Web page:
Michael Cromartie once quipped, “if evangelicals could elect a pope, [John] Stott is the person they would likely choose.” We would like to suggest that if the North American Evangelical Anglican Tradition had a patron-saint, it should be Bishop Charles Pettit McIlvaine. McIlvaine is to the North American Evangelical Anglican Tradition what J.C. Ryle is to the Church of England’s Evangelical Tradition.
As a man of great and varied talents, Charles Pettit McIlvaine did many things and he did them well. Combining evangelical fervor and liturgical dignity in equal measure, he distinguished himself as a leader, author, scholar, educator, preacher, revivalist, reformer, ecumenist, and Sunday school pioneer. His literary and scholarly gifts advanced the evangelical cause in the Episcopal Church, defended Christian doctrine more generally, and addressed important social issues. He was an active delegate at the first Lambeth Conference.
Throughout his career, Bishop McIlvaine emphasized spiritual rebirth. Hence he preached at numerous revivals, conducting them in good Episcopal fashion, “decently and in order.” His awakening at age seventeen matched the experience he recommended. “It was in the college of which I was a student,” he recalled. “It was powerful and prevailing, and fruitful in the conversion of young men to God; and it was quiet, unexcited, and entirely free from all devices or means, beyond the few and simple which God has appointed…In that precious season of the power of God, my religious life began. I had heard before; I began then to know.”
Though raised in the East, McIlvaine served as Ohio’s second bishop for forty-one years and, during that time, rose to become the undisputed leader of the evangelical wing of the denomination. Earlier, he served churches in Washington, D. C. and Brooklyn, N.Y.; twice served as U. S. Senate chaplain; lectured on Christian evidences at the University of the City of New York, and served as chaplain and professor at the U. S. Military Academy, where he transformed the reigning secular ethos into one of Christian awareness, setting a new tone for the nation’s officer corps.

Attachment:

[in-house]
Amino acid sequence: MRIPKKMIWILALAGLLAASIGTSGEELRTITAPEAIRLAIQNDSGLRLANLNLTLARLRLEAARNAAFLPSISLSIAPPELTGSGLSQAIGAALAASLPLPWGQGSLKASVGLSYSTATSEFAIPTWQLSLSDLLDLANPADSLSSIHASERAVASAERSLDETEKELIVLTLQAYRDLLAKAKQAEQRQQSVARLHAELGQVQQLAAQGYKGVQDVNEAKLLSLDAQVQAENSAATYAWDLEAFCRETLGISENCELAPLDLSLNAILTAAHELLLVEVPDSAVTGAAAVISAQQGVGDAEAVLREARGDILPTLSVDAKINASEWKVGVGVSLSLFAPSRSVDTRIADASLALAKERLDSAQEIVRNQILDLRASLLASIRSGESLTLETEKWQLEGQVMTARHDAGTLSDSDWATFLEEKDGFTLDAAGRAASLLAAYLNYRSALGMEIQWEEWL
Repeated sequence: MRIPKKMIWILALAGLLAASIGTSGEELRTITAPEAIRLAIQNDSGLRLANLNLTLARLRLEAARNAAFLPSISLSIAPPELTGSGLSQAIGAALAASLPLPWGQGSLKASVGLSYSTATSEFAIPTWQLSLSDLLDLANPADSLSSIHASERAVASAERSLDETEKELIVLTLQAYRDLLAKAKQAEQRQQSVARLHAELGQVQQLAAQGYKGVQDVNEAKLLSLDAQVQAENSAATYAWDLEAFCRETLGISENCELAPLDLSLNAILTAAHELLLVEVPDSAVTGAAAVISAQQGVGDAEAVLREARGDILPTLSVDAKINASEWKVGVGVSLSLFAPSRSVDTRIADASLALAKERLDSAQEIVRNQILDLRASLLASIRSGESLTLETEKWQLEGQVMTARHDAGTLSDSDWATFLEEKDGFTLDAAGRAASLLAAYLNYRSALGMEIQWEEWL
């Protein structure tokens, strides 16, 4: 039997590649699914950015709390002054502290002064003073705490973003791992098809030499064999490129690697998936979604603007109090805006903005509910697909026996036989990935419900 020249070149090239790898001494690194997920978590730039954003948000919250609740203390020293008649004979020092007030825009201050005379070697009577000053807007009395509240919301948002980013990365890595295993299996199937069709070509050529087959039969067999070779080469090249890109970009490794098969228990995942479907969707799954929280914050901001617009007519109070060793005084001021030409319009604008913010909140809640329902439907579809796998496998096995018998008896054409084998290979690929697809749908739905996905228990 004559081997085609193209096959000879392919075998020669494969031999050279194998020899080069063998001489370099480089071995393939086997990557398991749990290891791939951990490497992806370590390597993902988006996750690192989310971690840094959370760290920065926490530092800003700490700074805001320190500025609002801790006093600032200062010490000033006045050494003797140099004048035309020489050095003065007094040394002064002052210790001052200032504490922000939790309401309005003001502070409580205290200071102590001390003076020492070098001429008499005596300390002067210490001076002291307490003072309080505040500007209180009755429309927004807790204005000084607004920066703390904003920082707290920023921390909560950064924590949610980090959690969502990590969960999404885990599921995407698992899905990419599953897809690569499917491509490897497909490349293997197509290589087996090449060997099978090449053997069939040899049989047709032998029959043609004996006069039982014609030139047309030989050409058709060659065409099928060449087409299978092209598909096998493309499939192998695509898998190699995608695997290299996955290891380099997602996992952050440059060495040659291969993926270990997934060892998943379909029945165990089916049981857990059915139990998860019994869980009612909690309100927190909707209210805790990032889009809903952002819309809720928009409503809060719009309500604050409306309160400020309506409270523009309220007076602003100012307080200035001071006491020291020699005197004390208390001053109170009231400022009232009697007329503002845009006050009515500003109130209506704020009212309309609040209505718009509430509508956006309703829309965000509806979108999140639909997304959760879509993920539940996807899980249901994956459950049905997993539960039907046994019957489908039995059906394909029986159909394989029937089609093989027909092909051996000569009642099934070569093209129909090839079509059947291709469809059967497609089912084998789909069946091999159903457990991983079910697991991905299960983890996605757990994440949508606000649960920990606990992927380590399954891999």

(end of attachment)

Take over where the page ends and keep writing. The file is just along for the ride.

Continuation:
During the first dozen years of his episcopate, he also served as president of Kenyon College and Seminary. He stabilized the college’s finances, built academic structures and faculty housing, and set the standard for racial harmony.
Early in the American Civil War, he served President Lincoln as envoy to Britain, where his wise counsel and diplomatic bearing assured the British would not ally themselves with the Confederacy. Later, he brought the Gospel to soldiers in the field, tended the wounded, and sought reconciliation between victors and vanquished.
In the address, McIlvaine urges his clergy to obey the original charge and command of Christ to “Preach the Gospel”. He goes on to say,
Faith by hearing, gospel faith by hearing gospel truth, and such hearing by the preaching of the Word of God, is his standing rule according to which he bestows his Spirit for the conviction, conversion and sanctification of men. But it is manifest from the Scriptures that the Apostles identified the gospel with Christ; so that, in their view and practice, to preach the gospel was neither more nor less than to preach Christ.
EFAC-USA member, Thomas Garrett Isham has written a biography of McIlvaine entitled A Born Again Episcopalian: The Evangelical Witness of Charles Pettit McIlvaine.
Isham is the person who is responsible for bringing McIlvaine and his contributions back into our consciousness as Evangelicals. It was also Isham who recognized that McIlvaine has never been formally recognized by The Episcopal Church or any of its offshoots. To that end, Isham produced a short biography of McIlvaine (used above), propers to be used at a communion service commemorating McIlvaine (see below), and a suggested date for such a service (March 12). March 12 is just around the corner and if your parish is in the habit of having these types of commemorations, please consider commemorating McIlvaine. If you do hold a commemoration, please produce a simple bulletin or other item denoting that a commemoration took place. If a sufficient numbers of the commemorations take place we will petition the Episcopal Church’s Standing Committee on Liturgy and Music to include McIlvaine in the next edition of Lesser Feasts and Fasts.
We will also petition the ACNA to recognize McIlvaine in the same way.
Collect for Charles Pettit McIlvaine
O gracious God, thou hast kindled in thy servant Charles Pettit McIlvaine a burning zeal
for the salvation and sanctification of souls, and equipped him to those ends with great
gifts of leadership, preaching and writing. Grant us, we beseech thee, to heed the example
and teaching of this thy servant Charles, that we too may have a hand in bringing to faith
those whom thou hast called; through Jesus Christ our Lord, who livest and reignest with
thee and the Holy Ghost, one God, forever and ever. Amen.
O gracious God, you kindled in your servant Charles Pettit McIlvaine a burning zeal for
the salvation and sanctification of souls, and equipped him to those ends with great gifts
of leadership, preaching and writing. Grant us to heed the example and teaching of this
your servant Charles, that we too may have a hand in bringing to faith those whom you
have called; through Jesus Christ our Lord, who lives and reigns with you and the Holy
Spirit, one God, forever and ever. Amen.
Readings in commemoration of Charles Pettit McIlvaine
Proverbs 4: 20-27
Psalm 119: 121-136
Romans 8: 31-39
Mark 8: 31-38